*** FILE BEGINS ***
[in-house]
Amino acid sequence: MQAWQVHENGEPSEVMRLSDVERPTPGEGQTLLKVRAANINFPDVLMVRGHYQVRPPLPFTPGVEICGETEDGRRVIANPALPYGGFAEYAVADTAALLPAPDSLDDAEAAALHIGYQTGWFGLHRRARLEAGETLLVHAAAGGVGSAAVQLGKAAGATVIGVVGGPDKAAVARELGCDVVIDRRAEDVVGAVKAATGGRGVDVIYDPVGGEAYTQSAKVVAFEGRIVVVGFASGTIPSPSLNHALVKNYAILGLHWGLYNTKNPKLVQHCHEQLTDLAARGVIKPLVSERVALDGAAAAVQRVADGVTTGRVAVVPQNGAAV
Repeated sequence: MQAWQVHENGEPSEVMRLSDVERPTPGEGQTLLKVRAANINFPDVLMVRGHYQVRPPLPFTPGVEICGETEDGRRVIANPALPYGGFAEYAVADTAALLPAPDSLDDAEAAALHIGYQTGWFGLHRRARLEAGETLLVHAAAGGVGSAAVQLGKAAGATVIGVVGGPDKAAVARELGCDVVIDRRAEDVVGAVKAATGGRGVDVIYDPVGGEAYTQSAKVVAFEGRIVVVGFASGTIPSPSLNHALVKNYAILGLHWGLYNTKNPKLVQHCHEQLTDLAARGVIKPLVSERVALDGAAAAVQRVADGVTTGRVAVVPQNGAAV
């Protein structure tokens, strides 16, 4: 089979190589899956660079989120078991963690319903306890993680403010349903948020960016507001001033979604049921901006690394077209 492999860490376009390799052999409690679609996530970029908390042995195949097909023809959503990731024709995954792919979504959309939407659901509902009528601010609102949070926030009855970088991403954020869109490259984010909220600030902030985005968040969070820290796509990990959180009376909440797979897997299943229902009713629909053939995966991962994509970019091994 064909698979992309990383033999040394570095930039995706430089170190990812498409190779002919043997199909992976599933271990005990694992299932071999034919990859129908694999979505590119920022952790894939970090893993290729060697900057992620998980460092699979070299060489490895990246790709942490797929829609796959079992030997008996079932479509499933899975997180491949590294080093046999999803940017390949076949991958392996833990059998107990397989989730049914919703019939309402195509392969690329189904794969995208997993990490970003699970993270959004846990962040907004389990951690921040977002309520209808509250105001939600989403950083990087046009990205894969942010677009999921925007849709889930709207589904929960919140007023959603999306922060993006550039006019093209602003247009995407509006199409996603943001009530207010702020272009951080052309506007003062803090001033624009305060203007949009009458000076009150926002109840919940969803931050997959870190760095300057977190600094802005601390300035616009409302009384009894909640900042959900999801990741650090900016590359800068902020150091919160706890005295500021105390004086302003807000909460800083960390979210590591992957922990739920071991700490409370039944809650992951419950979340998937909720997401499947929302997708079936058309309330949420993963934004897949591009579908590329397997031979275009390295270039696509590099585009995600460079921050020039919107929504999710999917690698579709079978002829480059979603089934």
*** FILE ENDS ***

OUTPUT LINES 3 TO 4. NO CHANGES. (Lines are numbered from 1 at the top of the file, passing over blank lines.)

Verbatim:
Repeated sequence: MQAWQVHENGEPSEVMRLSDVERPTPGEGQTLLKVRAANINFPDVLMVRGHYQVRPPLPFTPGVEICGETEDGRRVIANPALPYGGFAEYAVADTAALLPAPDSLDDAEAAALHIGYQTGWFGLHRRARLEAGETLLVHAAAGGVGSAAVQLGKAAGATVIGVVGGPDKAAVARELGCDVVIDRRAEDVVGAVKAATGGRGVDVIYDPVGGEAYTQSAKVVAFEGRIVVVGFASGTIPSPSLNHALVKNYAILGLHWGLYNTKNPKLVQHCHEQLTDLAARGVIKPLVSERVALDGAAAAVQRVADGVTTGRVAVVPQNGAAV
């Protein structure tokens, strides 16, 4: 089979190589899956660079989120078991963690319903306890993680403010349903948020960016507001001033979604049921901006690394077209 492999860490376009390799052999409690679609996530970029908390042995195949097909023809959503990731024709995954792919979504959309939407659901509902009528601010609102949070926030009855970088991403954020869109490259984010909220600030902030985005968040969070820290796509990990959180009376909440797979897997299943229902009713629909053939995966991962994509970019091994 064909698979992309990383033999040394570095930039995706430089170190990812498409190779002919043997199909992976599933271990005990694992299932071999034919990859129908694999979505590119920022952790894939970090893993290729060697900057992620998980460092699979070299060489490895990246790709942490797929829609796959079992030997008996079932479509499933899975997180491949590294080093046999999803940017390949076949991958392996833990059998107990397989989730049914919703019939309402195509392969690329189904794969995208997993990490970003699970993270959004846990962040907004389990951690921040977002309520209808509250105001939600989403950083990087046009990205894969942010677009999921925007849709889930709207589904929960919140007023959603999306922060993006550039006019093209602003247009995407509006199409996603943001009530207010702020272009951080052309506007003062803090001033624009305060203007949009009458000076009150926002109840919940969803931050997959870190760095300057977190600094802005601390300035616009409302009384009894909640900042959900999801990741650090900016590359800068902020150091919160706890005295500021105390004086302003807000909460800083960390979210590591992957922990739920071991700490409370039944809650992951419950979340998937909720997401499947929302997708079936058309309330949420993963934004897949591009579908590329397997031979275009390295270039696509590099585009995600460079921050020039919107929504999710999917690698579709079978002829480059979603089934």